A beefy fist landed upon the swan's shoulder, hurling it back into another monster with a brutality foreign to a man of John's background, or any human, really. The beast responsible was almost as tall as the swan, but far wider of shoulders and gut, its bull-like head covered in flabs of flesh that almost made the beady red eyes within disappear under the folds of fat. The axe it hefted was larger than any John had seen though, and raised as it without a hint of humour looked at John's dagger.
His hands trembled as he moved his palm to the blade, making his cut sloppy and far deeper than intended. Wincing, John squeezed his palm even as the fat bull of a Beastman raised what might be considered his eyebrows by a generous interpreter.
The blood fell...and then stopped.
The droplets merged together, forming a larger orb of crimson, hovering in the air, then rising, coming level with the bull's eyes. Glittering, then shining, the globe spoke, John's master and teacher spoke.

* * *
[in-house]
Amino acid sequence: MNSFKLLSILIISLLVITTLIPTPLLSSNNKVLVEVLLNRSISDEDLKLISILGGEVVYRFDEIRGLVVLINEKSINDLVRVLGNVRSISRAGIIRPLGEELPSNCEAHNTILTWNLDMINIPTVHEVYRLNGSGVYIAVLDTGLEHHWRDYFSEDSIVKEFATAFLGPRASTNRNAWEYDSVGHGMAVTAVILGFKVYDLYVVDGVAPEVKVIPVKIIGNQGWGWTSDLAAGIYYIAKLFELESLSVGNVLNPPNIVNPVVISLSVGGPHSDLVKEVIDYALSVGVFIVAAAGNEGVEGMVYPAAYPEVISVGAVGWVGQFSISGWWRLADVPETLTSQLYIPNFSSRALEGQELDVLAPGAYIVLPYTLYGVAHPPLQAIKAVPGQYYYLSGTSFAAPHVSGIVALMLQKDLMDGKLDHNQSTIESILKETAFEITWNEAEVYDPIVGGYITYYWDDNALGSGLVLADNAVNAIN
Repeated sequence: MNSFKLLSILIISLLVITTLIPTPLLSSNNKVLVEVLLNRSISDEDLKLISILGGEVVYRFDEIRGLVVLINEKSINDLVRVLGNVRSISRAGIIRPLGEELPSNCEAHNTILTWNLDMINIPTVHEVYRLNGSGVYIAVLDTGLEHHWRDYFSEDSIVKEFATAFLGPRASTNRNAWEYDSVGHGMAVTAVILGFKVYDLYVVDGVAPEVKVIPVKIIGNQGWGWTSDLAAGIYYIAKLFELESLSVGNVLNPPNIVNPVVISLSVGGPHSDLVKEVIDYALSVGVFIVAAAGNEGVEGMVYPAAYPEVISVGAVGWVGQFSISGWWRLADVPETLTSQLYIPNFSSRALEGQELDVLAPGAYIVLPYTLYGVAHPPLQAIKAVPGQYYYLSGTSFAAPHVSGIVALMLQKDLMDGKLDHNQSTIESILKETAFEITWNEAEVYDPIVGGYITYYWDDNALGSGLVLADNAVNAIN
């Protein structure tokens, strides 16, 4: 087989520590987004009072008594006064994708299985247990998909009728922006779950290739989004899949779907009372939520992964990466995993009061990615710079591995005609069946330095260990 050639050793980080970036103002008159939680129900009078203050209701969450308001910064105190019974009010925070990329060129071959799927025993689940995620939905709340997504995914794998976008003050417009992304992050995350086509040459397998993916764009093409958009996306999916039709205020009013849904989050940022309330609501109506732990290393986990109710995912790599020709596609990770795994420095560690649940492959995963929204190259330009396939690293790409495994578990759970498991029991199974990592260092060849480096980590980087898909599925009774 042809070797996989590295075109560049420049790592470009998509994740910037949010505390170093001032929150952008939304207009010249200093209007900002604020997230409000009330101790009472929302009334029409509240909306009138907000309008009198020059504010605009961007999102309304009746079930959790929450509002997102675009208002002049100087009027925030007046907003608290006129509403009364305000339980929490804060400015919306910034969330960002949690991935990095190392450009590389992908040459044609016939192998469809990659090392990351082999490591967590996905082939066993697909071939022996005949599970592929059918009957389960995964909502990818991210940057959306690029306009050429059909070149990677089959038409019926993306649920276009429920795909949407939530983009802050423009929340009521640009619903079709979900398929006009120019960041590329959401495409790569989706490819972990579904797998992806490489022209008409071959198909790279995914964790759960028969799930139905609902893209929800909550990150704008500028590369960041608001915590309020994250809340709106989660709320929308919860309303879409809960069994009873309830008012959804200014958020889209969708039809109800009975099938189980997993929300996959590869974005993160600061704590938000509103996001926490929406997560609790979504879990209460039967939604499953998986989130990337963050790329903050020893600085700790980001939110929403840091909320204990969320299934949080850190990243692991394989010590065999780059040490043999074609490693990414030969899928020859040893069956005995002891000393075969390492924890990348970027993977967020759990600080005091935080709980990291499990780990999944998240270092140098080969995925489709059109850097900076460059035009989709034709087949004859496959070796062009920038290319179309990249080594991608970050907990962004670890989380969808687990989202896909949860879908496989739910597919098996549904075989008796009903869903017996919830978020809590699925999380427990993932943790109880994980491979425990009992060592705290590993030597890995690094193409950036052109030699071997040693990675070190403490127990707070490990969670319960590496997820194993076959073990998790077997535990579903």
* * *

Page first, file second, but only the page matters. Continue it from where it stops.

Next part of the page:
John had not yet learnt the specific words of the language, wasn't sure if there was any. The language was deep, dark, cold. It pushed into John's mind like a cold blade, making him shiver and gasp in pain even as he eagerly tried to understand. He didn't understand the words, but those were not the important thing, the concepts conveyed within were though.
Protect, reward. Fail, die. Kill, suffer.
The fat bull hefted his axe higher, then let lose a lone bray, angry, but submissive.
Lowering his axe, the beast gestured to John, for him to follow.
Between them, the orb of blood fell back unto the ground, smoke rising from where it struck.
Swallowing, throwing a last look back at Bechafen, at civilisation, John took his tome and moved to follow the beasts into the forest.